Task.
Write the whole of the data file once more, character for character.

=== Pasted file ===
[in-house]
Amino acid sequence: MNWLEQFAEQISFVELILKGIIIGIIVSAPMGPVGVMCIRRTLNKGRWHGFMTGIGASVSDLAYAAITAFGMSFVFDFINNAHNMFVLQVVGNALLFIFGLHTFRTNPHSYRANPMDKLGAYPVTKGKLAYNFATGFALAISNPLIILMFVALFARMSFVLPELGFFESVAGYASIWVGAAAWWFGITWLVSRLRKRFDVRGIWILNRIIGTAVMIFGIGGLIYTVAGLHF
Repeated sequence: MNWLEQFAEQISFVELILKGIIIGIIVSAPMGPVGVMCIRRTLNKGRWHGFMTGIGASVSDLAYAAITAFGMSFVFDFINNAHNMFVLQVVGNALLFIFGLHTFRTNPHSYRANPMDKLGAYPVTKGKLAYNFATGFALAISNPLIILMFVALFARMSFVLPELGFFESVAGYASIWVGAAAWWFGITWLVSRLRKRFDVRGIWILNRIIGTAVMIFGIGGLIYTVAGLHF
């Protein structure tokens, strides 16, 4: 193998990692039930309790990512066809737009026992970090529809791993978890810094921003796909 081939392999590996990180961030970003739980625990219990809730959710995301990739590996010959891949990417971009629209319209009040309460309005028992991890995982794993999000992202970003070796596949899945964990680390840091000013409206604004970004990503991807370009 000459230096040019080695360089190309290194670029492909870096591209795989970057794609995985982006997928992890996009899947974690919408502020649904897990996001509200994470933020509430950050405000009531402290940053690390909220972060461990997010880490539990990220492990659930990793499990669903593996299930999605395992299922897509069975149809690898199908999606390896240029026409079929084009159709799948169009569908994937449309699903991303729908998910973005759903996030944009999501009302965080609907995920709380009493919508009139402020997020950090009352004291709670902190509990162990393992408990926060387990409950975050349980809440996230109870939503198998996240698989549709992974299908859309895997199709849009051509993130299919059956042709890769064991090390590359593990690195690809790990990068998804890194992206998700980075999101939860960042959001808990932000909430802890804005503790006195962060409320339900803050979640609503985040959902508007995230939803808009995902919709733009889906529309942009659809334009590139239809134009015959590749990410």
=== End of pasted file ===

[in-house]
Amino acid sequence: MNWLEQFAEQISFVELILKGIIIGIIVSAPMGPVGVMCIRRTLNKGRWHGFMTGIGASVSDLAYAAITAFGMSFVFDFINNAHNMFVLQVVGNALLFIFGLHTFRTNPHSYRANPMDKLGAYPVTKGKLAYNFATGFALAISNPLIILMFVALFARMSFVLPELGFFESVAGYASIWVGAAAWWFGITWLVSRLRKRFDVRGIWILNRIIGTAVMIFGIGGLIYTVAGLHF
Repeated sequence: MNWLEQFAEQISFVELILKGIIIGIIVSAPMGPVGVMCIRRTLNKGRWHGFMTGIGASVSDLAYAAITAFGMSFVFDFINNAHNMFVLQVVGNALLFIFGLHTFRTNPHSYRANPMDKLGAYPVTKGKLAYNFATGFALAISNPLIILMFVALFARMSFVLPELGFFESVAGYASIWVGAAAWWFGITWLVSRLRKRFDVRGIWILNRIIGTAVMIFGIGGLIYTVAGLHF
């Protein structure tokens, strides 16, 4: 193998990692039930309790990512066809737009026992970090529809791993978890810094921003796909 081939392999590996990180961030970003739980625990219990809730959710995301990739590996010959891949990417971009629209319209009040309460309005028992991890995982794993999000992202970003070796596949899945964990680390840091000013409206604004970004990503991807370009 000459230096040019080695360089190309290194670029492909870096591209795989970057794609995985982006997928992890996009899947974690919408502020649904897990996001509200994470933020509430950050405000009531402290940053690390909220972060461990997010880490539990990220492990659930990793499990669903593996299930999605395992299922897509069975149809690898199908999606390896240029026409079929084009159709799948169009569908994937449309699903991303729908998910973005759903996030944009999501009302965080609907995920709380009493919508009139402020997020950090009352004291709670902190509990162990393992408990926060387990409950975050349980809440996230109870939503198998996240698989549709992974299908859309895997199709849009051509993130299919059956042709890769064991090390590359593990690195690809790990990068998804890194992206998700980075999101939860960042959001808990932000909430802890804005503790006195962060409320339900803050979640609503985040959902508007995230939803808009995902919709733009889906529309942009659809334009590139239809134009015959590749990410």